The following Employment Tax guidance note by Tolley in association with Ken Moody provides comprehensive and up to date tax information covering:
Until the mid-1990s, most larger companies were keen to take advantage of the benefits of what were originally known as Executive Share Option Schemes. The tax treatment was highly favourable, the scheme was relatively simple to understand and operate, and the limits were very generous. An employee was able to receive options to acquire shares in their employing company or the holding company of their employing group worth the higher of £100,000 or four times their salary.
Under current legislation in ITEPA 2003, Sch 4, CSOPs are severely restricted with the maximum value of shares that can be put under option for any employee now limited to £30,000.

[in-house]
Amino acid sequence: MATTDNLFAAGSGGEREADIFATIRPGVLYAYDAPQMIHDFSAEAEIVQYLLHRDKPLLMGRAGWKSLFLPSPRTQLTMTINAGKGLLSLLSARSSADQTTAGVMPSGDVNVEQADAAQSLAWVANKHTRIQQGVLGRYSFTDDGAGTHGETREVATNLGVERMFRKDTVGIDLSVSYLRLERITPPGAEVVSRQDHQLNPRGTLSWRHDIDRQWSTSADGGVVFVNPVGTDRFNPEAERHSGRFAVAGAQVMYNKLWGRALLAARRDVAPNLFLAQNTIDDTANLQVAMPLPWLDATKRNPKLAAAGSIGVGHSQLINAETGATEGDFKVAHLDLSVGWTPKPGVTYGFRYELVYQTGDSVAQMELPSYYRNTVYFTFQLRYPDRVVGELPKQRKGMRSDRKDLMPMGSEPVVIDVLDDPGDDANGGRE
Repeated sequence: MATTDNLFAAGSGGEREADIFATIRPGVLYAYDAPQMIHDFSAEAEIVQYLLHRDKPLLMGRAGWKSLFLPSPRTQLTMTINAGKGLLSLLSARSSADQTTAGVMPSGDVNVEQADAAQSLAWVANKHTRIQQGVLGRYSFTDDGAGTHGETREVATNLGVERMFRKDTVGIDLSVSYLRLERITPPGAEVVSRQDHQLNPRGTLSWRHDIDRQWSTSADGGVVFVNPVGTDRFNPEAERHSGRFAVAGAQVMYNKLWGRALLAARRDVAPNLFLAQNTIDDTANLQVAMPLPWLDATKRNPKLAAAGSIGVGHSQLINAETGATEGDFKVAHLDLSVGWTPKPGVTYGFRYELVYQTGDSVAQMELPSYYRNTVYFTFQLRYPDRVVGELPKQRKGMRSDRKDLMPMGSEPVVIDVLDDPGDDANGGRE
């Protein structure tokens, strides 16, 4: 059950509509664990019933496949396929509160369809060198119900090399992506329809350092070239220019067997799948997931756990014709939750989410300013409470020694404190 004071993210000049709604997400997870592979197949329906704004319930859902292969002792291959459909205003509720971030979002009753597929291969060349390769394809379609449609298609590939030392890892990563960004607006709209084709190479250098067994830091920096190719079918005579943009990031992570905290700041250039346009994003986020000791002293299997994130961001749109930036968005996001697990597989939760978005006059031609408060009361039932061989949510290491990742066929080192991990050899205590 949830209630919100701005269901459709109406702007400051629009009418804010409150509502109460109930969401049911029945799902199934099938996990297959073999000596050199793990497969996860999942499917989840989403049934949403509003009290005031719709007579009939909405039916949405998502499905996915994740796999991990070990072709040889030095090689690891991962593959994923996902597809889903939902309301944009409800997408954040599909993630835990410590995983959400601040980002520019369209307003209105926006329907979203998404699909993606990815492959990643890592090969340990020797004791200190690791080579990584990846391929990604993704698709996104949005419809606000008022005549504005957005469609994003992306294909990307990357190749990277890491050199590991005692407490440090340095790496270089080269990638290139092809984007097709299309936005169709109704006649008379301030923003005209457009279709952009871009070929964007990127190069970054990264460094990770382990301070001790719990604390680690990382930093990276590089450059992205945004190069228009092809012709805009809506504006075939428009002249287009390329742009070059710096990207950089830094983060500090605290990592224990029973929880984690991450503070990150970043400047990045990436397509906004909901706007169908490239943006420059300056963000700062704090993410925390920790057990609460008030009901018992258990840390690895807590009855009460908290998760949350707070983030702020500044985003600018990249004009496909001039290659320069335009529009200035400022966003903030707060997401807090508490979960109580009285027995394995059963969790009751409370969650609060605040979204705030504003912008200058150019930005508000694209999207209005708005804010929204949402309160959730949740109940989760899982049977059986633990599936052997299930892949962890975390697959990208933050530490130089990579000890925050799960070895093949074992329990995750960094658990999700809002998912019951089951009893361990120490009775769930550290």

As such, they are regarded as of marginal benefit for senior executives and even for middle managers. CSOPs compare unfavourably with EMI where the limit is now £250,000, and also with non tax-advantaged alternatives where there is no limit, although the tax treatment is naturally less favourable.
However, while the focus is inevitably on the value of the shares at the time the option is granted, what really matters is the value when it is exercised. For example, if the shares have increased in value fivefold, what an employee is actually being offered is not £30,000 worth of shares but £150,000. This amount will
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